UX Case Study | One Touch Digital Key

Kyle Bridges
4 min readJan 8, 2018


Digital Key One-touch was a project brought to us by business to update the Digital Key used in the Hilton Honors app. There are two major states in which a user is using the Hilton Honors app: The In-Stay Experience and the Search and Booking. In the In-Stay Experience, a user has access to multiple resources from the app which vary from property and account tier level. One of these resources is the ability to unlock your door from the app, known as the Digital Key. The new ask from business was to offer a solution that provided the user with the digital key that resided on every screen that a user could be using during their In-Stay Experience, while still retaining the current requirements.

First Level Priorities:

· Open nearest door

· See what doors are in range

Second Level Priorities:

· See all doors I can open

· How-to-guide

· Hide/Show room number

The Objectives of this Case Study:

· Research possible solutions and familiar user-friendly interactions

· Conduct testing to uncover issues

· Propose design solutions and validate them

· Understand the FAB solution and its real-world affects


Following the human-centered design, I started off from the Ideate part, with the Analysis and Define work being done by other members on my team. This road map allowed me to focus on my scope and deliverables, and provide our whole team with a solid foundation while setting expectations.


Based on our Personas, the three main groups of people that we were working with included:

1. The business traveler who bases their decisions on distance from hotel and meetings with business amenities in mind.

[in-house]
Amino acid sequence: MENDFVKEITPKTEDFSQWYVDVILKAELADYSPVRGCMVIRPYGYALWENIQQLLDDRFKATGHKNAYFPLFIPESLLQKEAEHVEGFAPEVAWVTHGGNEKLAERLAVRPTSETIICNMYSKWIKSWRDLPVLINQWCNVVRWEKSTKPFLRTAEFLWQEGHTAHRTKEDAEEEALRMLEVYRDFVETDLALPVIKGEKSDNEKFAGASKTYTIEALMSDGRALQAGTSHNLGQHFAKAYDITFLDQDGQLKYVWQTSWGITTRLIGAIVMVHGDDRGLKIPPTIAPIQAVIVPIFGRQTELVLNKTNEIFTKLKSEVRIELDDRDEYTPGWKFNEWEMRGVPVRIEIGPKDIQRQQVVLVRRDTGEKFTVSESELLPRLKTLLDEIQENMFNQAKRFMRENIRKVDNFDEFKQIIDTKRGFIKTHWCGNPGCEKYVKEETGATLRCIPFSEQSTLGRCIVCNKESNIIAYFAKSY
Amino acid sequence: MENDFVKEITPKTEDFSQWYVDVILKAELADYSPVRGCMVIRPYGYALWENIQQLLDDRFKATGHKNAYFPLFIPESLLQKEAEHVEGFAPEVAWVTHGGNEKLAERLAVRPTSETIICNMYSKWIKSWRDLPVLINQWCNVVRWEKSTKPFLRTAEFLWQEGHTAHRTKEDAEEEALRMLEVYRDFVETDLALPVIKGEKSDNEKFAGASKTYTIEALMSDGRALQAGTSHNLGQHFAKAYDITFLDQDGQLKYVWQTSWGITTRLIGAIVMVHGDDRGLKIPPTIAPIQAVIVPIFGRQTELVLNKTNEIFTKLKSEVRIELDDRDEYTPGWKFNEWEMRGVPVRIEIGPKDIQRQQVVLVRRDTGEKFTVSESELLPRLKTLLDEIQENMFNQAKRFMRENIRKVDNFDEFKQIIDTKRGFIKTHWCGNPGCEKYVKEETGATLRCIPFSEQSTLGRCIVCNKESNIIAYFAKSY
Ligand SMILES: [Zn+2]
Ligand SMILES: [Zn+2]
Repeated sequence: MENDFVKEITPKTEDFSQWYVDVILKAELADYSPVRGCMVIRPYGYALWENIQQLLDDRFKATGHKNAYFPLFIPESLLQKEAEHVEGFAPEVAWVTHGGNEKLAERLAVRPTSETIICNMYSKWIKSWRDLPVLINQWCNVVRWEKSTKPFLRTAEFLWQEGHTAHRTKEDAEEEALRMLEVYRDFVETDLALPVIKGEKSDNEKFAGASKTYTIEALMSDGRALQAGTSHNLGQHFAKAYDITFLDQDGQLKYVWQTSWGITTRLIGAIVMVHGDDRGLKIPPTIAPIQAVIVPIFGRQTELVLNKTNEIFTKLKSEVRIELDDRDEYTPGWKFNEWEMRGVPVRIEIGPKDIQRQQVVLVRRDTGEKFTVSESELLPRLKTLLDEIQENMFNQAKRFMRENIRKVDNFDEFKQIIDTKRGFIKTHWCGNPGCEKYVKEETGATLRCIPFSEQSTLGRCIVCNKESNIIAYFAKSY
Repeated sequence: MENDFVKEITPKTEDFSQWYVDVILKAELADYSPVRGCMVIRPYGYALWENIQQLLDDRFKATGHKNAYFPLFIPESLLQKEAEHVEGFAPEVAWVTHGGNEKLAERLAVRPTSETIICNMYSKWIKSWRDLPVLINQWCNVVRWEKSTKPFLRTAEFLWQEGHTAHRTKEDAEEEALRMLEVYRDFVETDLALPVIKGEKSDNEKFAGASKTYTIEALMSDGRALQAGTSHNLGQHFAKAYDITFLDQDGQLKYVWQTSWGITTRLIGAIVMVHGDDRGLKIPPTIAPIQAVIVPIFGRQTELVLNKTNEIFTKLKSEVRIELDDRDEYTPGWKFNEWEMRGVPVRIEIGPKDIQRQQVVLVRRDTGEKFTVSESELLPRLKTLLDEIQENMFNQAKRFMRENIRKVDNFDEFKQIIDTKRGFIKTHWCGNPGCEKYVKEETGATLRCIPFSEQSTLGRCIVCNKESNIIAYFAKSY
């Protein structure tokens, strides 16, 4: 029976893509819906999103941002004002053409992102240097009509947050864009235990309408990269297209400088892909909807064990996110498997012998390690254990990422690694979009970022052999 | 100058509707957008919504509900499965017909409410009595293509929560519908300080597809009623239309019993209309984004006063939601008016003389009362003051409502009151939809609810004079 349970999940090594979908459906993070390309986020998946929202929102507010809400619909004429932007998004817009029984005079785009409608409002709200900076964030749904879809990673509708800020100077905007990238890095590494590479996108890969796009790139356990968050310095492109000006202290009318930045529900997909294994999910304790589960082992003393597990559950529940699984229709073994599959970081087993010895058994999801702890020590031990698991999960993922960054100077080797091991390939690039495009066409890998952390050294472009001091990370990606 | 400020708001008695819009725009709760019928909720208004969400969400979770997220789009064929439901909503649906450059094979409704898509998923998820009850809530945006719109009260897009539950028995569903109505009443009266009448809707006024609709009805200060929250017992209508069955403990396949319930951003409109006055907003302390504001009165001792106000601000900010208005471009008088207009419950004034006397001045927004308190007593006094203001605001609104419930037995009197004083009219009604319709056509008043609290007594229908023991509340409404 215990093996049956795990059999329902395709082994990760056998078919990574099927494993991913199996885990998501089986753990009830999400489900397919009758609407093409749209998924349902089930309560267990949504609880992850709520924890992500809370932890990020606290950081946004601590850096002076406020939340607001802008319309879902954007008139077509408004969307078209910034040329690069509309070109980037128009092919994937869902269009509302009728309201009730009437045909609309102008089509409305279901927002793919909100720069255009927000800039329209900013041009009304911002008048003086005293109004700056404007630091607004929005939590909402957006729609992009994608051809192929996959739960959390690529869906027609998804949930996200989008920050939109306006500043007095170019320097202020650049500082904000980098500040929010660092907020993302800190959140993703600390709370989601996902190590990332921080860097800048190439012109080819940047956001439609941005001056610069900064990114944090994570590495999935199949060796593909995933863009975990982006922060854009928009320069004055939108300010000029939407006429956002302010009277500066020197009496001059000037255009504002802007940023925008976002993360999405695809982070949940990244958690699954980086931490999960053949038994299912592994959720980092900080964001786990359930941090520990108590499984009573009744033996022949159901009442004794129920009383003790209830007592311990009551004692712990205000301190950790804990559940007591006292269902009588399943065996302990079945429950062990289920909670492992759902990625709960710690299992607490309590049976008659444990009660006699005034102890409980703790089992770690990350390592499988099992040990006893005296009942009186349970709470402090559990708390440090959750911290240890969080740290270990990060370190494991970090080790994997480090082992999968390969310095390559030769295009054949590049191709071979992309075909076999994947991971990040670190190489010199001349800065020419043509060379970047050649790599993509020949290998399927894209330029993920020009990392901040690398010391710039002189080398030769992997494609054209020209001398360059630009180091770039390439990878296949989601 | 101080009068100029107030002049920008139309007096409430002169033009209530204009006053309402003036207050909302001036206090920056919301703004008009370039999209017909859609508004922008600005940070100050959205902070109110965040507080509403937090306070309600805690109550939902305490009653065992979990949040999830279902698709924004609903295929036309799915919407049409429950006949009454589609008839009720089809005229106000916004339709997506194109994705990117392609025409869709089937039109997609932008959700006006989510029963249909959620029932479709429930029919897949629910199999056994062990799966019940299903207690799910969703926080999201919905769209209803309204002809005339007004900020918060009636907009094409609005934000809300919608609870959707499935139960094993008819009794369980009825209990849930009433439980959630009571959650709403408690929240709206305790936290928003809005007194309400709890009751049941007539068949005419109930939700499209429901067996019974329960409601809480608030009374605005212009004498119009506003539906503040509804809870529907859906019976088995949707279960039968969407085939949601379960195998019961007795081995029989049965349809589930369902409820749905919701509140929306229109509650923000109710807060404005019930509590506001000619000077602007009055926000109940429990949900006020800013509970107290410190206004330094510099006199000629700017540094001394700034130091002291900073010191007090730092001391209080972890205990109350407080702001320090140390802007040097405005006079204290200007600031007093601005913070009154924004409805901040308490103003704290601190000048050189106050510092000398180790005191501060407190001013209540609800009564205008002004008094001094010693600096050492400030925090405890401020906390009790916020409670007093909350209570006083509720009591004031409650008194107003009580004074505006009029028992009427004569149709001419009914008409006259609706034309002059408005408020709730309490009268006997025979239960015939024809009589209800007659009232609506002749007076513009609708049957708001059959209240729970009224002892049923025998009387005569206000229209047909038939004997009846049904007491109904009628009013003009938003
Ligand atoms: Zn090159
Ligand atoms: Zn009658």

2. The family traveler who takes one or two big family trips a year, values kids’ activities at a hotel and is budget conscious.

3. The third persona is the business and leisure mixer. This traveler might lengthen or extend their business trip to last a weekend and loves to travel to new places and meet new people. They value lodging options, cost, and local experiences.

Use Cases and Prioritized Flows

Based on our research conducted on our current Digital Key experience, the four use cases are shown in the above images. The use cases that we will focus on for the One-touch experience is the Quick Access Test and the user going to their room. For the Quick Access Test, we will determine if user can access multiple “In-Stay” resources in the app while still having access to the digital key. The second is the user main function of arriving at the property and going to their room. These prioritized flows allow us to specifically test our designs to deliver prototypes that answer business objectives.


It was important to find a solution that was not only familiar to android users, but something that followed Google’s extensive material design guidelines. After a careful look through of material design guidelines and analyzing the applications of these elements’ top-rated apps from Google who implemented the design system, I was able to conclude that using the FAB would be the best result. From the research and requirements, I was able to craft three solutions to be tested, each using the FAB as a starting and main element.(only two solutions shown below)


The testing on the three variations were done with a small user sample to test our major flow cases to affirm our designs, or fix major flaws before we delved into error states and edge cases. From the testing, done by our wonderful information architect Chris Dykas, the conclusions were:

· Simplified messaging, and prioritizing users’ need-to-knows

· Consolidation of loading and looking for doors’ states for the actual DK

· Greater reliance on animation to convey the waiting state for DK


From the testing we narrowed our designs to two prototypes. By providing animation to the actions and simplifying the messaging and labeling of each state that the DK was at, we were able to simplify the journey that the user would experience through the prioritized user flows.


After providing the prototypes and building them in InVision for further testing, business decided to back off on introducing and changing our DK experience in such a drastic way. However, through this process and the insights and knowledge that we gained, we were able to refine our current DK system for current and future implementations which we will have down the road.

Kyle Bridges